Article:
This one is simple. Once you have a new requisition or receive an alert that you are needing to fill an opening, all you have to do is enter the individual’s name you are replacing and look for insights about their profile. By using the “show more like this” feature or just typing the individual’s name into the search bar of the new version of LinkedIn Recruiter, you have the capability of finding others that are similar to this individual’s skill set.

From there you can quickly hit the search insights tool to find out where individuals are and what they do. Imagine walking into a requisition intake meeting equipped with knowledge of the market and the potential candidates that might be available. Think of the possibility of having a list of  prospects or targets if you have never done a search like this before – all by just having a single name – the person you are replacing.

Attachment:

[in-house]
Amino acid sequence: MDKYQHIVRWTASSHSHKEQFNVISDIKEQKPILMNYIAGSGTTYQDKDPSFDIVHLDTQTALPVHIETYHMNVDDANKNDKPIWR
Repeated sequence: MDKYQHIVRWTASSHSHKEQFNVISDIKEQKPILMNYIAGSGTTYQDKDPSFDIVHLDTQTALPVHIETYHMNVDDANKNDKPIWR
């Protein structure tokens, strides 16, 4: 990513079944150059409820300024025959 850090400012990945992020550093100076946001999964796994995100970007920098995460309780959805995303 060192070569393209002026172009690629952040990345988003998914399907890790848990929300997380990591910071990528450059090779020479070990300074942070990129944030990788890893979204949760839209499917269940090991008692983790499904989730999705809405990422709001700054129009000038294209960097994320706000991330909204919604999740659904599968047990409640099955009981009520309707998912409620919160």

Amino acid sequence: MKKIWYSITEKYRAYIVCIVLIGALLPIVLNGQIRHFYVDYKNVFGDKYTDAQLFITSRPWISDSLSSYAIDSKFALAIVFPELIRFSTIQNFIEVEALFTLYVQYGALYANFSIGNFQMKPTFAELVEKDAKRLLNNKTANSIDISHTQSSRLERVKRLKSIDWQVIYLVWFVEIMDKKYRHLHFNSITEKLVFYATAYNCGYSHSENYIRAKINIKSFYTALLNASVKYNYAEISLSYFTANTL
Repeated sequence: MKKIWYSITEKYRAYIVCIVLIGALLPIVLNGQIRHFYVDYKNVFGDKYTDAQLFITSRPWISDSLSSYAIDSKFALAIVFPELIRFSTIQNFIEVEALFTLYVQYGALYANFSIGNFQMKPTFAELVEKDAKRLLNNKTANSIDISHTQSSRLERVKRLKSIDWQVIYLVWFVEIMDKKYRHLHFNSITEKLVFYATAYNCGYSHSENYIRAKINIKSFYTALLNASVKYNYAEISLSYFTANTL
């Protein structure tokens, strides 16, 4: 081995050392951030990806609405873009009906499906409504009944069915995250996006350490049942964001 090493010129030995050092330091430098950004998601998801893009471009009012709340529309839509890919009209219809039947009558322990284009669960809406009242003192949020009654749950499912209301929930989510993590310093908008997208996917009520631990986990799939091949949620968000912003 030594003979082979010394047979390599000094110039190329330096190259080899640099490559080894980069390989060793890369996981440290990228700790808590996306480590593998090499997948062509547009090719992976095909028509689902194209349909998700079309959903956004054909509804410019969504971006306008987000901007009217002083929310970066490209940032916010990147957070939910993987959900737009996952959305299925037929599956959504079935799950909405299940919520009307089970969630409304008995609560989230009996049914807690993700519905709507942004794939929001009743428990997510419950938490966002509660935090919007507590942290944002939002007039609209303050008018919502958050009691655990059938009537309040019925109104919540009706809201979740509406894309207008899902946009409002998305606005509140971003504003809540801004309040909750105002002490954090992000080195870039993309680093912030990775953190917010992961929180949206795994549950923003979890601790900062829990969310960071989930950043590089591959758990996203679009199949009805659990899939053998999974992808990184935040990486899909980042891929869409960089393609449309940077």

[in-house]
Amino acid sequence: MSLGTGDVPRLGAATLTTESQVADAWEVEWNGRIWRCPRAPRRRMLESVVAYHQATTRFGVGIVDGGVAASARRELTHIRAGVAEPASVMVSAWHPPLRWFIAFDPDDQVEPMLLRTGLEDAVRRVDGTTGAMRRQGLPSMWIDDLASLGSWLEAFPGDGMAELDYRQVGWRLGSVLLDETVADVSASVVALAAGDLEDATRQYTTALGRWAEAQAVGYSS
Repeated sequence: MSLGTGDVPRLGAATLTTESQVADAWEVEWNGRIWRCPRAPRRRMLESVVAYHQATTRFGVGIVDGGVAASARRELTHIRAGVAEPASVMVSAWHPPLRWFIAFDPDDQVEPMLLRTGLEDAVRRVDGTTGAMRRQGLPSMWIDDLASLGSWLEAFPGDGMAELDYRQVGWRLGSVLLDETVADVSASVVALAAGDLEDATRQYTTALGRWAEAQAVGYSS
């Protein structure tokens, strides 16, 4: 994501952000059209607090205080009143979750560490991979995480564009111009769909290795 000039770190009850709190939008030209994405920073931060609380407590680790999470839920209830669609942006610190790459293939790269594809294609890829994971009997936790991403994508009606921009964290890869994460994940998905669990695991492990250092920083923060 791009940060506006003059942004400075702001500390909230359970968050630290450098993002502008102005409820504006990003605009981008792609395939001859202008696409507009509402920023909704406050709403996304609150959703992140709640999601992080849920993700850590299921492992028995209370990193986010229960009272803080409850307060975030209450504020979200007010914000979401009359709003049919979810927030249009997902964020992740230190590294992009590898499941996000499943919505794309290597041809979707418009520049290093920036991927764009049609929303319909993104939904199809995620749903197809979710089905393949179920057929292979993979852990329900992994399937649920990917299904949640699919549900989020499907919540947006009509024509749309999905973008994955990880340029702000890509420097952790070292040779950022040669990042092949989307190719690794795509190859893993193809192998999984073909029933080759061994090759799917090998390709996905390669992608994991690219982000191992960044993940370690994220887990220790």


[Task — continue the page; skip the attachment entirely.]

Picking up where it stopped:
1. Competitive Intelligence

Imagine if a senior executive asks you for the number of people that work in a specific function at your largest competitor. Could you get this quickly? If you turned to some analytics or insights tools, it is not likely that you would be able to gather this information, at least down to the name and profile. The quick method for doing this is to run a query on LinkedIn of “Current Company” and use some filters to trim down the pool to get your competition’s overall numbers. Now launch “search insights” and voila! Competitive Intelligence based on your search results – data on the top ten colleges, years of experience, where people are located, and their past companies. It is so easy and really cool when you can share graphics and specific profiles. A Talent Advisor armed with competitive intelligence too? Pretty cool!